The Narrow Corridor Book Summary - The Narrow Corridor Book explained in key points
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The Narrow Corridor summary

Daron Acemoglu and James A. Robinson

States, Societies, and the Fate of Liberty

4.3 (147 ratings)
32 mins
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    The Narrow Corridor
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    The path to liberty is a narrow corridor, requiring a balance between state and society.

    One of the world’s oldest surviving pieces of text is the Epic of Gilgamesh. Etched upon a series of Sumerian tablets some 4,200 years old, it tells the story of Gilgamesh, king of the ancient city of Uruk. 

    In the epic, we witness Gilgamesh presiding over a flourishing Uruk. The city is remarkable, home to glorious palaces and temples, bustling markets, and gleaming ramparts.

    But not all is well. King Gilgamesh is proud, vainglorious, and tyrannical. He arrogantly struts around the city, tearing sons and daughters away from their parents in order to murder or rape them. The people of Uruk plead with Anu, the god of the sky, to save them from Gilgamesh’s tyranny and restore some semblance of liberty.

    The key message here is: The path to liberty is a narrow corridor, requiring a balance between state and society.

    The god Anu hears the people’s pleas and comes up with a solution to what the authors call the Gilgamesh problem. It is the question of how to control the power and authority of the state so it benefits rather than oppresses society.

    Anu’s solution? To have the creation goddess Aruru create a counterpart for Gilgamesh – a man equal to him in strength and power, who could balance him out. His name was Enkidu.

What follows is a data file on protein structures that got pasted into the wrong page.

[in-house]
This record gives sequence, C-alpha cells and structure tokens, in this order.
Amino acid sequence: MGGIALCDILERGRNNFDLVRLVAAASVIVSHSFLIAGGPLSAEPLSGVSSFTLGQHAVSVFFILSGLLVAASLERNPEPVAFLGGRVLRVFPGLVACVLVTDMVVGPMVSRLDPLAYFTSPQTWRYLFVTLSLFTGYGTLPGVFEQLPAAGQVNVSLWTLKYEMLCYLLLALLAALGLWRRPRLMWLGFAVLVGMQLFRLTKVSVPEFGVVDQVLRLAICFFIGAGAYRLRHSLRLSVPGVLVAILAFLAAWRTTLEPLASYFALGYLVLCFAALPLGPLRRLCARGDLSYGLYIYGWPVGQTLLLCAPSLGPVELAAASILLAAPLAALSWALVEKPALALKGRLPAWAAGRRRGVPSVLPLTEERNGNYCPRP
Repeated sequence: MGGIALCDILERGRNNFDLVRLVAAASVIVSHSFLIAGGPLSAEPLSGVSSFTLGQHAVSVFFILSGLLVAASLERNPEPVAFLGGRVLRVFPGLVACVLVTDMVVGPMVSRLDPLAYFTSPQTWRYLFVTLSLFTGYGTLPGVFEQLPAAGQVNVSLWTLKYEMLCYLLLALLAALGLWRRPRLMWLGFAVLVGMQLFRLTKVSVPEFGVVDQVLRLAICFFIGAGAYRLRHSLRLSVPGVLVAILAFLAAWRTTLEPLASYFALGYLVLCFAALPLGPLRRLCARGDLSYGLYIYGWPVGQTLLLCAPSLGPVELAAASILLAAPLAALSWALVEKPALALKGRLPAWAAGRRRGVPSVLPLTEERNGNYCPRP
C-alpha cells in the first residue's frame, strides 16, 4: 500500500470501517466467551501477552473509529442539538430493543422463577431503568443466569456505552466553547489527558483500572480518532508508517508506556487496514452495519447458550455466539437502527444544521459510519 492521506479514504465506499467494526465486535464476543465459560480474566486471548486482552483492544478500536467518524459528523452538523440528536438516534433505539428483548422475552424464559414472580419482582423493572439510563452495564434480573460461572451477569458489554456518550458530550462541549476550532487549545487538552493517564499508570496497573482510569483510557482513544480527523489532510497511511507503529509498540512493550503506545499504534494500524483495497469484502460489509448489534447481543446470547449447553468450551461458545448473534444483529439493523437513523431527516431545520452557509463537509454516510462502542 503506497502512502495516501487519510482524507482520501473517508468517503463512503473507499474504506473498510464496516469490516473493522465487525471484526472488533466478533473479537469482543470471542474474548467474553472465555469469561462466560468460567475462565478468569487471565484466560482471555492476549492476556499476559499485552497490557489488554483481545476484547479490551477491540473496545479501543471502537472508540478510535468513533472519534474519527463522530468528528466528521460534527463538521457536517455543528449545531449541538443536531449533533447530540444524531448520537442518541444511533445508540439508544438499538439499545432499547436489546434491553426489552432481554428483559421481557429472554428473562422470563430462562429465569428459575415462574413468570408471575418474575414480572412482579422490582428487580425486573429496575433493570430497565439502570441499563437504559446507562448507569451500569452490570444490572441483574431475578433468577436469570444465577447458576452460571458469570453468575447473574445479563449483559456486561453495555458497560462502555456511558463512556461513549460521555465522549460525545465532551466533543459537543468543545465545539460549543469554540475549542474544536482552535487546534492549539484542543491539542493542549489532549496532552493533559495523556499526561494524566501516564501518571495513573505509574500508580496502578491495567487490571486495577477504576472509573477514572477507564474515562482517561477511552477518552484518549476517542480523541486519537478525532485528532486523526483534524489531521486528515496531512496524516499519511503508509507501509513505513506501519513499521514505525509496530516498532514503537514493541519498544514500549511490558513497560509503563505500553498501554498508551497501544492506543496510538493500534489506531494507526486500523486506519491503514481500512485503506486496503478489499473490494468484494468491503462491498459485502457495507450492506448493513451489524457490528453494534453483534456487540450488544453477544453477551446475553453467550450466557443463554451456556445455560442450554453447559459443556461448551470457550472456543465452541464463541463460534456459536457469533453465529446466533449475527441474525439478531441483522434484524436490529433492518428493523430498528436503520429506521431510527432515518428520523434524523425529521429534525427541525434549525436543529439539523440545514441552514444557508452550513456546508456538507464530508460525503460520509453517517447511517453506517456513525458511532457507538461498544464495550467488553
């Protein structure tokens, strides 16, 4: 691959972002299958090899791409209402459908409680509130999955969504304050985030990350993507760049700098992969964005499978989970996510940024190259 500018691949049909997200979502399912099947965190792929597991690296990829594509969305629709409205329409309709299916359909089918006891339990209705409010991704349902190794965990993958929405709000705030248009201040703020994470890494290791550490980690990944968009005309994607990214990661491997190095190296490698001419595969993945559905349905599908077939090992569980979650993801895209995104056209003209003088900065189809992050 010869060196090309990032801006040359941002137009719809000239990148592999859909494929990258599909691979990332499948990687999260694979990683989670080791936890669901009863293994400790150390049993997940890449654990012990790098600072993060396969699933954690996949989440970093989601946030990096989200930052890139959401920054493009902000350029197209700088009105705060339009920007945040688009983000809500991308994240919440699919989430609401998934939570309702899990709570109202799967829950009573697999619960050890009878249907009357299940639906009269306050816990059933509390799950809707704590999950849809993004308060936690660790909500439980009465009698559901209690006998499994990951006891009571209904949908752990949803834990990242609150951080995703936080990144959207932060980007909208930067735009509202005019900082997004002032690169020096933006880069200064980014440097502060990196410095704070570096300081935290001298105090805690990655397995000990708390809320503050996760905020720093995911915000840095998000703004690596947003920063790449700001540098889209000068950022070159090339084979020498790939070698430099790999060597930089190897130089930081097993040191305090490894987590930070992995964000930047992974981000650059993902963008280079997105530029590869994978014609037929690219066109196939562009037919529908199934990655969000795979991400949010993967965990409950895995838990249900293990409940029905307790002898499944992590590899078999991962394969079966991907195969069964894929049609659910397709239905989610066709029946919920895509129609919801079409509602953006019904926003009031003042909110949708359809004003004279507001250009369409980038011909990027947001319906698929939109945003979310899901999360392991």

At first, Enkidu succeeded in pushing back against Gilgamesh’s tyranny. But soon, the two struck up a friendship and began to conspire together. With their combined strength, the possibility for checks and balances completely disappeared. Despotic power was there to stay. 

    So why didn’t liberty emerge in Uruk? In short, because society wasn’t mobilized and therefore had no political might. As a result, elites –⁠ in this case, Gilgamesh and Enkidu –⁠ had no reason to remain benevolent. 

    Liberty requires a balance between state and society. Too strong a state, and you’re left with despotism. Too weak a state, and violence and lawlessness emerge. The space between these two extremes is a narrow corridor to liberty. 

    Why a corridor and not a door? Well, because traveling in the corridor is a long, drawn out process –⁠ governments and institutions aren’t forged overnight. And the corridor is narrow because it’s not easy to restrain a powerful state –⁠ nor to keep members of society working together rather than tearing each other apart. 

    When a society fails to enter the corridor, the consequences can be dire.

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    What is The Narrow Corridor about?

    The Narrow Corridor (2019) weaves together a rich tapestry from disparate parts of history to answer the question: Why do some countries achieve liberty while others do not? From the ancient city of Uruk to Revolutionary America, from 1950s China to modern-day Argentina, it examines the conditions that enable governments and citizens to thrive as one –⁠ and the consequences when this fails to occur.

    Who should read The Narrow Corridor?

    • Fans of world history, philosophy, economics, and political science
    • Citizens concerned about the fate of liberty in their countries
    • Anyone fascinated by a gripping historical tale

    About the Author

    Daron Acemoglu is a multi-award-winning economist and an Institute Professor –⁠ the highest title a faculty member can achieve –⁠ at MIT. In 2015, the Research Papers in Economics database named him the most-cited economist of the previous decade. Along with James A. Robinson, he is the coauthor of the best-selling book Why Nations Fail.

    James A. Robinson is a political scientist who previously taught at Harvard and now serves as one of nine University Professors at the University of Chicago. His major areas of interest are Africa and Latin America, where he continues to conduct extensive research.

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